The earliest ancient Egyptians buried their dead in small pits in the desert. The heat and dryness of the sand dehydrated the bodies quickly, creating lifelike and natural 'mummies'. Later, the ancient Egyptians began burying their dead in coffins to protect them from wild animals in the desert.
However, they realized that bodies placed in coffins decayed when they were not exposed to the hot, dry sand of the desert. Over many centuries, the ancient Egyptians developed a method of preserving bodies so they would remain lifelike. The process included embalming the bodies and wrapping them in strips of linen. Today we call this process mummification.
First, his body is taken to the tent known as "ibu" or the "place of purification." There the embalmers wash his body with good- smelling palm wine and rinse it with water from the Nile.
One of the embalmer's men makes a cut in the left side of the body and removes many of the internal organs. It is important to remove these because they are the first part of the body to decompose.
The liver, lungs, stomach and intestines are washed and packed in natron which will dry them out. The heart is not taken out of the body because it is the centre of intelligence and feeling and the man will need it in the afterlife. A long hook is used to smash the brain and pull it out through the nose.
In the past, when the internal organs were removed from a body they were placed in hollow canopic jars. Over many years the embalming practices changed and embalmers began returning internal organs to bodies after the organs had been dried in natron. However, solid wood or stone canopic jars were still buried with the mummy to symbolically protect the internal organs.
The body is now covered and stuffed with natron which will dry it out. All of the fluids, and rags from the embalming process will be saved and buried along with the body.
After forty days the body is washed again with water from the Nile. Then it is covered with oils to help the skin stay elastic.
The dehydrated internal organs are wrapped in linen and returned to the body (if they were not already placed in canopic jars). The body is stuffed with dry materials such as sawdust, leaves and linen so that it looks lifelike. Finally the body is covered again with good-smelling oils. It is now ready to be wrapped in linen.
The body has been cleaned, dried and rubbed with good-smelling oils. Now it is ready to be wrapped in linen.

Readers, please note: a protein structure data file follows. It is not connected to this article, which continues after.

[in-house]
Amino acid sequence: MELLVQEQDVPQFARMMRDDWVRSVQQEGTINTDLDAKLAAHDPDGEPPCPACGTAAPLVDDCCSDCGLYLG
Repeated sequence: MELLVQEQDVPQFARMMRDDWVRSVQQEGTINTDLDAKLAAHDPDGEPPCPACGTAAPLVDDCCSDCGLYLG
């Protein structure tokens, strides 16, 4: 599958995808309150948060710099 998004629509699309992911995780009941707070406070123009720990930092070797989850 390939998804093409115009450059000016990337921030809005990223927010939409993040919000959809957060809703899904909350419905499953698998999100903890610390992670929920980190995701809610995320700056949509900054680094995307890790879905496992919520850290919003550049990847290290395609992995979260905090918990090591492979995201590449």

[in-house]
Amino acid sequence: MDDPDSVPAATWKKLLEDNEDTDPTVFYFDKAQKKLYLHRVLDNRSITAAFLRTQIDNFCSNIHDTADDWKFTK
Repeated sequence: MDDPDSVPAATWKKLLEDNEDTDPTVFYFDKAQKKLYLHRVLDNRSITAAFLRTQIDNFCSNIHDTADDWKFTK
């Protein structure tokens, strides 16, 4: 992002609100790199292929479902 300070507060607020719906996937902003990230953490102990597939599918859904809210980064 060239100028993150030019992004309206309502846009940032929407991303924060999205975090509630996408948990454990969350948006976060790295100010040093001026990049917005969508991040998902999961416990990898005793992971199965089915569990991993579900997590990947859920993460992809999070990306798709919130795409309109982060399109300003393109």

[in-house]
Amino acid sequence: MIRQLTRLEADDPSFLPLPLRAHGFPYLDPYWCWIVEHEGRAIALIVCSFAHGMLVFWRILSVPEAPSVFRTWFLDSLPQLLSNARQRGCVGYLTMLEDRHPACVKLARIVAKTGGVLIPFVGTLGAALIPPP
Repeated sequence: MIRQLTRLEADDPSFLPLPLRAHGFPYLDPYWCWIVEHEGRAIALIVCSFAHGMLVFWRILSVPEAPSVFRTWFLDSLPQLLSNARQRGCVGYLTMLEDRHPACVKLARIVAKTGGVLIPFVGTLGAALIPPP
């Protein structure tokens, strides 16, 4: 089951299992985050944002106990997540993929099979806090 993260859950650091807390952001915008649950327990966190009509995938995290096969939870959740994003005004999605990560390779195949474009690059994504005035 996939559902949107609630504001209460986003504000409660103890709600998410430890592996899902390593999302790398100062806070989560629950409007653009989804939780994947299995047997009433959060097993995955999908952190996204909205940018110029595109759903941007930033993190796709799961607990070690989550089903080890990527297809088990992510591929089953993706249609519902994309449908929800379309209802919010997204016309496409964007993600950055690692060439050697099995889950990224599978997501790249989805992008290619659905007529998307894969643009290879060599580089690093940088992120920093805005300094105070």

Wrapping the Mummy
First the head and neck are wrapped with strips of fine linen. Then the fingers and the toes are individually wrapped. The arms and legs are wrapped separately.
Between the layers of wrapping, the embalmers place amulets to protect the body in its journey through the underworld.
A priest reads spells out loud while the mummy is being wrapped. These spells will help ward off evil spirits and help the deceased make the journey to the afterlife.
The arms and legs are tied together. A papyrus scroll with spells from the Book of the Dead is placed between the wrapped hands.
More linen strips are wrapped around the body. At every layer, the bandages are painted with liquid resin that helps to glue the bandages together.
A cloth is wrapped around the body and a picture of the god Osiris is painted on its surface. The funeral is held for the deceased and his family mourns his death.
Finally, a large cloth is wrapped around the entire mummy. It is attached with strips of linen that run from the top to the bottom of the mummy, and around its middle.
A board of painted wood is placed on top of the mummy before the mummy is lowered into its coffin. The first coffin is then put inside a second coffin.
A ritual called the 'Opening of the Mouth' is performed, allowing the deceased to eat and drink again.
Finally, the body and its coffins are placed inside a large stone sarcophagus in the tomb. Furniture, clothing, valuable objects, food and drink are arranged in the tomb for the deceased.